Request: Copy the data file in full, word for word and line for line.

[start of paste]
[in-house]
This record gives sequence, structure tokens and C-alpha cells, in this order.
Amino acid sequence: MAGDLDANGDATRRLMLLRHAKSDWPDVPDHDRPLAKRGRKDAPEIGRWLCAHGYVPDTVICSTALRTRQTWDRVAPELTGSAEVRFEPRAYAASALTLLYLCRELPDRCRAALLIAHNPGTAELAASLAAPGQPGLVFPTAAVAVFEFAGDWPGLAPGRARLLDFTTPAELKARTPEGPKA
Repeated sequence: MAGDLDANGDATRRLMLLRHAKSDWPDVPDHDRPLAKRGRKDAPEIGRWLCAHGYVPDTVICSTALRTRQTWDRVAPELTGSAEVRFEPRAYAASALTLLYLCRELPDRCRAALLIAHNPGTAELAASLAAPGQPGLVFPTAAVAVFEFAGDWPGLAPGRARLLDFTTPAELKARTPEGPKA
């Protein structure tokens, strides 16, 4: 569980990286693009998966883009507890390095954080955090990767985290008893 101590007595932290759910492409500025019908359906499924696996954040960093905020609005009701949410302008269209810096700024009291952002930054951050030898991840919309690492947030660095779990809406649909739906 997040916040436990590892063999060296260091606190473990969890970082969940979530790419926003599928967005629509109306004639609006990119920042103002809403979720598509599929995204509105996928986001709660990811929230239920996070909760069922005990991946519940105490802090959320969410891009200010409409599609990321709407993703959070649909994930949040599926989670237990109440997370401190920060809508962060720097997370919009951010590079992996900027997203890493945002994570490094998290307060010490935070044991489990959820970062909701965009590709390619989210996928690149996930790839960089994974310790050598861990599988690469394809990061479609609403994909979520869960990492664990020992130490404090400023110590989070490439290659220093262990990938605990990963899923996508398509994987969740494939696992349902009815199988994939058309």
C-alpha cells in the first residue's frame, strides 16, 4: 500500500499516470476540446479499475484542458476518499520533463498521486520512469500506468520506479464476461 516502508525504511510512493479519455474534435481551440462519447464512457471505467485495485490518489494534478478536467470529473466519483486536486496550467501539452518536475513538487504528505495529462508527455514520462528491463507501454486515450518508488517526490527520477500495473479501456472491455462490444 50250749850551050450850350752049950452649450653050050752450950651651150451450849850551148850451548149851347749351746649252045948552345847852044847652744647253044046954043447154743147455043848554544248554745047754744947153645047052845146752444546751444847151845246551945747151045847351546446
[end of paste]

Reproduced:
[in-house]
This record gives sequence, structure tokens and C-alpha cells, in this order.
Amino acid sequence: MAGDLDANGDATRRLMLLRHAKSDWPDVPDHDRPLAKRGRKDAPEIGRWLCAHGYVPDTVICSTALRTRQTWDRVAPELTGSAEVRFEPRAYAASALTLLYLCRELPDRCRAALLIAHNPGTAELAASLAAPGQPGLVFPTAAVAVFEFAGDWPGLAPGRARLLDFTTPAELKARTPEGPKA
Repeated sequence: MAGDLDANGDATRRLMLLRHAKSDWPDVPDHDRPLAKRGRKDAPEIGRWLCAHGYVPDTVICSTALRTRQTWDRVAPELTGSAEVRFEPRAYAASALTLLYLCRELPDRCRAALLIAHNPGTAELAASLAAPGQPGLVFPTAAVAVFEFAGDWPGLAPGRARLLDFTTPAELKARTPEGPKA
């Protein structure tokens, strides 16, 4: 569980990286693009998966883009507890390095954080955090990767985290008893 101590007595932290759910492409500025019908359906499924696996954040960093905020609005009701949410302008269209810096700024009291952002930054951050030898991840919309690492947030660095779990809406649909739906 997040916040436990590892063999060296260091606190473990969890970082969940979530790419926003599928967005629509109306004639609006990119920042103002809403979720598509599929995204509105996928986001709660990811929230239920996070909760069922005990991946519940105490802090959320969410891009200010409409599609990321709407993703959070649909994930949040599926989670237990109440997370401190920060809508962060720097997370919009951010590079992996900027997203890493945002994570490094998290307060010490935070044991489990959820970062909701965009590709390619989210996928690149996930790839960089994974310790050598861990599988690469394809990061479609609403994909979520869960990492664990020992130490404090400023110590989070490439290659220093262990990938605990990963899923996508398509994987969740494939696992349902009815199988994939058309």
C-alpha cells in the first residue's frame, strides 16, 4: 500500500499516470476540446479499475484542458476518499520533463498521486520512469500506468520506479464476461 516502508525504511510512493479519455474534435481551440462519447464512457471505467485495485490518489494534478478536467470529473466519483486536486496550467501539452518536475513538487504528505495529462508527455514520462528491463507501454486515450518508488517526490527520477500495473479501456472491455462490444 50250749850551050450850350752049950452649450653050050752450950651651150451450849850551148850451548149851347749351746649252045948552345847852044847652744647253044046954043447154743147455043848554544248554745047754744947153645047052845146752444546751444847151845246551945747151045847351546446